BRANFORD >> Quick. Name the family-owned lunch-hour place of choice for the Branford and East Haven Fire and Police departments, employees at the Branford Post Office, at Tweed New Haven Airport, and General Appliance, as well as those from Home Depot, Carmax, and Premier Subaru.
Hint: It’s not Five Guys, Jersey Mikes, or Dunkin’ Donuts. Their employees lunch there too.
Hint #2: In 2006, its current owners opened the market, which formerly specialized in organic foods and supplements. They changed its name, but neglected to indicate on its storefront sign that beyond the fresh produce and the supplements and the wide assortment of organic foods, there’s a well-stocked deli, hot bar, salad bar, and bakery in the back.
Which effectively has preserved The Four Seasons Market’s status as, arguably, the best kept secret on the Shoreline. With the exception of the groups above. As well as all those who at midday reliably fill the parking lot, jealously guarding their hidden gem.
It’s a hidden gem that almost wasn’t. “It really took three or four years before we took off,” said co-owner Pheng (PENG) Ky, sitting at a table in the sun-drenched eat-in area amid lively chatter and the vibrant paintings by local artists. “A couple times we were on the brink of closing this place.”
The reason they didn’t, Ky said: “Something inside me said to keep it going. Don’t look back. Keep it going.”
According to Ky, it’s a mantra that he, along with his parents and six brothers and sisters, have followed since 1979 when they walked through the Cambodian jungle to Thailand, fleeing the Khmer Rouge. The brutal regime was responsible for the deaths of at least 1.7 million Cambodians, about a quarter of the country’s population, as reported by the Cambodia Genocide Program at Yale University.
“There was no food, no work,” said co-owner Cheang (CHANG) Ky, Pheng’s older brother, who was 13 at the time. (Pheng was 6.) “I was skin and bones.” They ended up in a refugee camp on the Cambodia-Thailand border. For six months, they contended with “very harsh conditions,” as Pheng put it, before finding a sponsor in the International Institute of Connecticut, a nonprofit human services agency, in Bridgeport.
Their first months in the U.S. the family spent sleeping on the floor of a church; there was no housing at the time. Then a house became available. Gradually the family acclimated. Cheang earned a bachelor’s degree in electrical engineering from the University of Bridgeport, then worked at a company that developed computer chips for nine years before being laid off. Pheng graduated from UConn with a degree in accounting.
The brothers were running a successful convenience store in Stratford when they learned, in 2006, that a space was empty and available on the Branford Hill. They named it Four Seasons Market in recognition of the four seasons enjoyed by New England; Cambodia has a tropical climate year-round. Almost 11 years later, having weathered the early growing pains, it’s thriving.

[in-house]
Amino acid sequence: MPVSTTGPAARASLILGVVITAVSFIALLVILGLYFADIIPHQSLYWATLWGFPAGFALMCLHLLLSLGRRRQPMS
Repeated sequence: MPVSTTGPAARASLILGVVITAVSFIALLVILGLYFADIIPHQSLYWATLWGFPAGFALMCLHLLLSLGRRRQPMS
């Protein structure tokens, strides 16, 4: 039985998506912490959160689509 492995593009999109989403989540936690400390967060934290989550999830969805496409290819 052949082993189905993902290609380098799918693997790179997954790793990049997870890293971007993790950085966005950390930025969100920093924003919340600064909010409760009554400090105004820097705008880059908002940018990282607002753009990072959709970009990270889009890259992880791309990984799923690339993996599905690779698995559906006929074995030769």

“It’s a great place if you’re looking for something healthy and fresh and it’s really clean,” said Branford’s Vince Cacace who was dishing tomato-mozzarella salad and sesame noodles onto his plate as another customer ladled butternut squash soup.
“I like it because I have dietary restrictions and I know what I’m getting,” another customer remarked as she considered the spicy turkey with brown rice marked “dairy” and “gluten free.”
Mary Thompson of Branford comes for the Gorgonzola chicken at the hot bar. For Branford’s Francis Kelley, it’s the hibachi chicken with sesame seeds on Thursdays; the cabbage gives the dish a certain sweetness, he said.
Then there’s the deli, where Pheng’s father-in-law, Nguon, and his wife, Hong, prepare anything from parm subs to sliced blackened turkey clubs to Jamaican jerk chicken wrap; they also offer breakfast all day. And the fresh treats baked on-site each day at the bakery, including raspberry linzer bars, cream cheese brownies, and cupcakes, both gluten and gluten-free.
Which is likely why glutenfreeconnecticut.com proclaimed Four Seasons “your everything” for “GF folks,” referring to the hard-to-find gluten-free items in the market. There’s also the assortment of organic foods as well as vitamins, natural supplements, and homeopathic remedies, and a staff on hand to offer advice.
“We help people one on one,” said Jen McNabola, the face of the bakery and the go-to person on most matters natural and homeopathic for the last seven years. “We take the time.”
It’s that same friendly atmosphere that has the long queue of regulars forming each day starting at noon. That, and the sitting area, where “you never feel rushed if you want to sit and spend time chatting with a friend,” Branford’s Kathy Kessler said. Not to mention the outdoor patio which, with its potted trees and everything in blossom, is like “another world in the summer,” according to Kelley.
Given this kind of acclaim, it’s no wonder the Four Seasons Market has simply relied on word of mouth. Even during the struggles of the early years, Pheng said, he’s depended on his customers, “keeping his ears open” as to what they want and giving them, in turn, a place to return again and again.
“This is my temple,” proclaimed Chris Piccolo of East Haven, who was having his late lunch from the hot bar weighed at the counter. “I love this place.” And then, quickly, he looked around.
As if, it seemed, he’d inadvertently disclosed a highly confidential matter.
Four Seasons Market is located at 875 W. Main St., Branford. 203-488-4248.